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The Mund

Today:

Brad Mckay speaks to Joe Ollman about The Abominable Mr. Seabrook, and related matters.

And now we have The Abominable Mr. Seabrook, a long-form graphic novel biography that focuses on a very complex and tragically human character that you sort of pulled from the dustbin of history, really. It seems like you’re playing outside of your sandbox here a little bit. Can you explain how you came to this project? 

It was just a thing I was researching in the background for years. Seabrook had this really weird, interesting life—he knew all these famous artists and writers—and I was surprised that I’d never heard of him before. So I just started researching him, then bought all his books and I thought he was a very good writer.

When did this happen?

I looked at my notes recently and the first ones I had about him were from 2006. So that’s 10 years that I had it kind of in the background, five years of those being committed to writing and drawing this thing nearly full-time. But it wasn’t much of a conscious decision. I toyed with the idea of doing it, and then I had a script written, and then all the research was done, so I was like “I guess there’s no excuse not to do it.” It was daunting though, because it was big. 300 pages, y’know. I discovered Seabrook in an anthology of zombie stories edited by Peter Haining called Zombie. The story was “Dead Men Working in a Cane Field”, a famous Seabrook story that’s an ostensibly true story of these zombies working cutting cane—it’s great. But what really interested me the bio of Seabrook in the book which gave me a glimpse of this guy; all the people that he knew and his life, plus he was an alcoholic, a cannibal, a bondage freak, and all this stuff.

Elsewhere:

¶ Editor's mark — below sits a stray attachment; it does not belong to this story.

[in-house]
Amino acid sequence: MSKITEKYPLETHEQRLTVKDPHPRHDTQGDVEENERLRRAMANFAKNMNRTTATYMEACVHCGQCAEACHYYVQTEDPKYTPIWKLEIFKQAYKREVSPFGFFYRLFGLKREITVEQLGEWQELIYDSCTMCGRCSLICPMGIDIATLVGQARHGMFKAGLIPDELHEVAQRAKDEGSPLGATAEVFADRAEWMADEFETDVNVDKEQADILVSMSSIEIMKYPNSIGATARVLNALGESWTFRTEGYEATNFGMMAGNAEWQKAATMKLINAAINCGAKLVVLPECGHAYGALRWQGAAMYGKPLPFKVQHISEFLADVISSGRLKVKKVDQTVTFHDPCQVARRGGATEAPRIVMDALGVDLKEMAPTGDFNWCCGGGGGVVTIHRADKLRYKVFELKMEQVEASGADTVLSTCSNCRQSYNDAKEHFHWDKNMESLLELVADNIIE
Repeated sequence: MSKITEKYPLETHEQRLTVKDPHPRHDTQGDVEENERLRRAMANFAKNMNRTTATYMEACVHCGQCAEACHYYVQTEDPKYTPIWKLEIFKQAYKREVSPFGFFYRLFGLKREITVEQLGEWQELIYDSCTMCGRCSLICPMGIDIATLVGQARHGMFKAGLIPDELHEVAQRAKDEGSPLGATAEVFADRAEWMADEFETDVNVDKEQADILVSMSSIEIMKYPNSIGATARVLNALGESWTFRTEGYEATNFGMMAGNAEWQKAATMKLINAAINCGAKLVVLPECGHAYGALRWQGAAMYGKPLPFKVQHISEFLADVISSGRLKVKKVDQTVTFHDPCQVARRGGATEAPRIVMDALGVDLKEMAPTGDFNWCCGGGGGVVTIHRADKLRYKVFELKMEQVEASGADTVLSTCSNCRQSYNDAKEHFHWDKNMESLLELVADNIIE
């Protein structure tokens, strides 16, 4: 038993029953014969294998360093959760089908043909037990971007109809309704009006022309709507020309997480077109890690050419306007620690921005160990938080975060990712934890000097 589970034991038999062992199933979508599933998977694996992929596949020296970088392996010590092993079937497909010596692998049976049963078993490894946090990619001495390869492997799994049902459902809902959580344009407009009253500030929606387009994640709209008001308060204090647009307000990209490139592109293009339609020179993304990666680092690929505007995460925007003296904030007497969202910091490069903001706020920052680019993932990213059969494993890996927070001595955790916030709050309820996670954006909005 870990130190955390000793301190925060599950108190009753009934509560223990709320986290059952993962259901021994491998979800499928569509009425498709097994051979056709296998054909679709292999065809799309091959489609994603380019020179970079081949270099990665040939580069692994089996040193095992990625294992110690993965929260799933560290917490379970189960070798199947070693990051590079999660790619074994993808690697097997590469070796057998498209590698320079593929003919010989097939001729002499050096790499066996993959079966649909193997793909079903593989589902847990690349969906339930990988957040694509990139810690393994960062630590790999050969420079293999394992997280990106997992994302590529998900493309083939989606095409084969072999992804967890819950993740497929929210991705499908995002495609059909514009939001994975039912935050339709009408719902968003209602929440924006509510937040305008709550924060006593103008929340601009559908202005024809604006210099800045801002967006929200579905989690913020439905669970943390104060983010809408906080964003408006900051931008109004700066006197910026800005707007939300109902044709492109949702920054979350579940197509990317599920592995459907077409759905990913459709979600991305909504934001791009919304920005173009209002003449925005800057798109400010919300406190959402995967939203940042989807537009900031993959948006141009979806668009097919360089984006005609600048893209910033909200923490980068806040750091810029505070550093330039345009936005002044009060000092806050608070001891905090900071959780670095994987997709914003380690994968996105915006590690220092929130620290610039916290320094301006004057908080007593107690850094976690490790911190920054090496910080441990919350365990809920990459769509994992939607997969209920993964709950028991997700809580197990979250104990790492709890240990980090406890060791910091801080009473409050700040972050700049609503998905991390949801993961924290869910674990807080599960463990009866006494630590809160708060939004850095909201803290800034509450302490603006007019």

Chris Mautner writes really nicely about Demon Vol. 1, a great book from one my favorite cartoonists, Jason Shiga. I think, as far as I can tell, that Shiga has nicely escaped the comic world orbit into some kind of regular world success, which is awesome for the world.

Marty Two Bulls Sr. talks to Alex Dueben about his editorial cartooning, his other projects, and journalism. He’s the finalist for the Herblock which is this week.

More on the only important comics-related event this weekend. Seriously  — I got an email listing comics events this weekend and I nearly threw myself in front of a bus just to stop the agonizing boredom it brought on. Wegman and Thurber, take me away! Make me laugh. Make me feel. Feel me up! Anything to distract me from endless panel discussions about anthologies, librarians, and dead people. Maybe comic book conventions should go back to showing old video tapes of anime and 1970s Marvel TV shows. Also, can we go back to calling them comic book conventions? I keep writing and deleting thoughts in this space — mostly questions I have about various people and ideas… and the longer Tim stays on paternity leave the less restraint I’ll have. That kid better grow up fast! Anyhow, here’s the good news: